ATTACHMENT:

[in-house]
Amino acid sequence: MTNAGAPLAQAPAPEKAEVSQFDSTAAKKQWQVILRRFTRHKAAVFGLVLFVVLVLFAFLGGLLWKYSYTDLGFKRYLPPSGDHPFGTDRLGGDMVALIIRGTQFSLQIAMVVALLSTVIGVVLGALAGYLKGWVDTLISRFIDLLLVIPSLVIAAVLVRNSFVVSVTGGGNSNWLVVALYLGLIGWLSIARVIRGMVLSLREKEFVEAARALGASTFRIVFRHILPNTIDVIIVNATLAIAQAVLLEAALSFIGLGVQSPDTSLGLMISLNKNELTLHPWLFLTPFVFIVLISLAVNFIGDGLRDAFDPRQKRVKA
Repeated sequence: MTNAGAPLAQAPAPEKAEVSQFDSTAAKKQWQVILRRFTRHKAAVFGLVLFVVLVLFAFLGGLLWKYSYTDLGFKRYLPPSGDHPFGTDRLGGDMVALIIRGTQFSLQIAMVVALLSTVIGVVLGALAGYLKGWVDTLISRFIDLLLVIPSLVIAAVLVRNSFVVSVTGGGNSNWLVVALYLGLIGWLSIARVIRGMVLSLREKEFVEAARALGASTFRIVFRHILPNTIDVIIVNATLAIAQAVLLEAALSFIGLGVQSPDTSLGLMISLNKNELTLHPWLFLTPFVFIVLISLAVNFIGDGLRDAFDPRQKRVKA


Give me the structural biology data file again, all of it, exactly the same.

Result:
[in-house]
Amino acid sequence: MTNAGAPLAQAPAPEKAEVSQFDSTAAKKQWQVILRRFTRHKAAVFGLVLFVVLVLFAFLGGLLWKYSYTDLGFKRYLPPSGDHPFGTDRLGGDMVALIIRGTQFSLQIAMVVALLSTVIGVVLGALAGYLKGWVDTLISRFIDLLLVIPSLVIAAVLVRNSFVVSVTGGGNSNWLVVALYLGLIGWLSIARVIRGMVLSLREKEFVEAARALGASTFRIVFRHILPNTIDVIIVNATLAIAQAVLLEAALSFIGLGVQSPDTSLGLMISLNKNELTLHPWLFLTPFVFIVLISLAVNFIGDGLRDAFDPRQKRVKA
Repeated sequence: MTNAGAPLAQAPAPEKAEVSQFDSTAAKKQWQVILRRFTRHKAAVFGLVLFVVLVLFAFLGGLLWKYSYTDLGFKRYLPPSGDHPFGTDRLGGDMVALIIRGTQFSLQIAMVVALLSTVIGVVLGALAGYLKGWVDTLISRFIDLLLVIPSLVIAAVLVRNSFVVSVTGGGNSNWLVVALYLGLIGWLSIARVIRGMVLSLREKEFVEAARALGASTFRIVFRHILPNTIDVIIVNATLAIAQAVLLEAALSFIGLGVQSPDTSLGLMISLNKNELTLHPWLFLTPFVFIVLISLAVNFIGDGLRDAFDPRQKRVKA